It’s spring, says my calendar, and spring is the time of year to dig all my favorite flowers out of hiding to celebrate. It’s spring – so bring on the fancy florals, those fragrant florid fantasies that I try to conjure before flying out the door in the morning with Spider-Man Jr.
Any reader of this blog knows my predilection for orange blossom, and Mademoiselle Orange still reigns supreme, no question. But in these heady days of early spring, she’s sometimes a bit too…girlie for my taste. Girlie is fine some days, the days I wake up happy and want to shout it to the stars. Since daylight savings time arrived last weekend and I realize that technically I’m now getting out of bed at 4 AM when it is still pitch-black outside, those days have yet to arrive.
For mornings like these and the days that stretch out in front of them, I want a flower that says ‘w-o-m-a-n’, preferably with a capital W. And no flower known to man or Woman in my arrogant opinion says Woman (capital included!) like that bearded lady known as Iris Pallida.
Iris is such a stunning flower, a showgirl in the spring parade with her white or purple frills and that laughing slivery shock of yellow. In perfumes, however, she comes across very differently. Iris can be chilly, slightly intimidating and even haughty, but she is always, always flawlessly turned out and always exudes…elegance and class and a slight distance to other merely mortal flowers. She has been known to devour roses, unless Madame Rose battles it out, all thorns included, and refuses to be intimidated. As for the rest of them – well, they’re not her, are they?
‘So not my social register, dahling. You can do better. Your stock has gone up.’
I listen to arguments like these every morning in front of my perfume cabinet, I swear.
Recently, I decided to explore this bearded lady in all her many glories a bit more. When a sample package arrived from Olfactoria recently, she included a few versions of Madame Iris, and instead of doing separate reviews of each, I decided to compare them – just to start another catfight in my cabinet. I love it when the djinns in those bottles begin to argue, and argue, they do. My stock is going up, and they know it!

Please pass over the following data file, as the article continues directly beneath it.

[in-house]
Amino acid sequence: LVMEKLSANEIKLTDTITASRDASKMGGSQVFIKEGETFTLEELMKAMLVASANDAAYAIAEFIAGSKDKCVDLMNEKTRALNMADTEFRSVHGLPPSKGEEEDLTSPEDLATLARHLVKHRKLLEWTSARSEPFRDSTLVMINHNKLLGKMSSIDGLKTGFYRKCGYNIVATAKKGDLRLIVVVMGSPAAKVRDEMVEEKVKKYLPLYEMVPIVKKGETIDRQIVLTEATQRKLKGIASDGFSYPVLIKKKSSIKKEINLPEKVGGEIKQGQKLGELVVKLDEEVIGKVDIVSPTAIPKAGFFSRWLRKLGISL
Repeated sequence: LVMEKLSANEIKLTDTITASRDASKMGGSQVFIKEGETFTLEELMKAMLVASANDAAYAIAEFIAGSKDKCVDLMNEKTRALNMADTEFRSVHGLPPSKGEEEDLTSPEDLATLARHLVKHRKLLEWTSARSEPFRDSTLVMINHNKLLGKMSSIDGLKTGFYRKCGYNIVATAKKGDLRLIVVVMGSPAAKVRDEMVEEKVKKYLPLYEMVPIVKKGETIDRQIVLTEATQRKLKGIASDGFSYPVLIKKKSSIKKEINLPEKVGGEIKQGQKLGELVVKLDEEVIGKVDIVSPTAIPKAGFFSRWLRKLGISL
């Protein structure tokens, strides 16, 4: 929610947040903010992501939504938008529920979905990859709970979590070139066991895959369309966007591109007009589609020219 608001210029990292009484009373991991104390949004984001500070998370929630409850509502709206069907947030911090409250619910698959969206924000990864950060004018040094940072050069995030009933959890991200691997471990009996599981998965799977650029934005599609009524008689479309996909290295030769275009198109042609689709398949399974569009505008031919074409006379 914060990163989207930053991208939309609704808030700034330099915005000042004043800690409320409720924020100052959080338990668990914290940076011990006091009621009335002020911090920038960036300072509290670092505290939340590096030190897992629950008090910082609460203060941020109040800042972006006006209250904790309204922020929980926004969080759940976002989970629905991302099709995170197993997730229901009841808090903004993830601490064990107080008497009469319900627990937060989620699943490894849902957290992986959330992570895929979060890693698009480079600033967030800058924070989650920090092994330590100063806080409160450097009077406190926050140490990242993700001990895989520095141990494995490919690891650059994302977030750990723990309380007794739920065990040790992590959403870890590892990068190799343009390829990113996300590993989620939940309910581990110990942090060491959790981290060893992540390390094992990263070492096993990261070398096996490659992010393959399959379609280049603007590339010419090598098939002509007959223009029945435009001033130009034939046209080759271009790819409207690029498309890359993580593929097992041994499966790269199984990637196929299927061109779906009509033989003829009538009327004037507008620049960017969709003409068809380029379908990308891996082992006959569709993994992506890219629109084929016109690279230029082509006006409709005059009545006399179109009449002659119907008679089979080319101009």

The Queen of Faërie
Iris Silver Mist, by Serge Lutens.
Created by Maurice Roucel in 1994, this is iris at her strangest, her eeriest, and her most mercurial and ethereal. There really is nothing else like it. Chilly spring earth with a whisper of green, a hint of carrot, and a shapeshifter of an iris that peeks and hides, hides and peeks – and then jumps out at you when you least expect it with such mind-blowing beauty you want to cry. Right at the moment you get it, you get this iris in the bedrock of your very soul, she disappears laughing below the ground, and all you’re left with is a memory. You give up. You forget about her, and resign yourself to that melancholy echo of the earth breathing on a spring day. She waits, and then jumps out of the forest, shouting ‘BOO!’ I like surprises, but few perfumes have surprised me so much and so continuously as this one.
28, La Pausa, by Chanel (2007)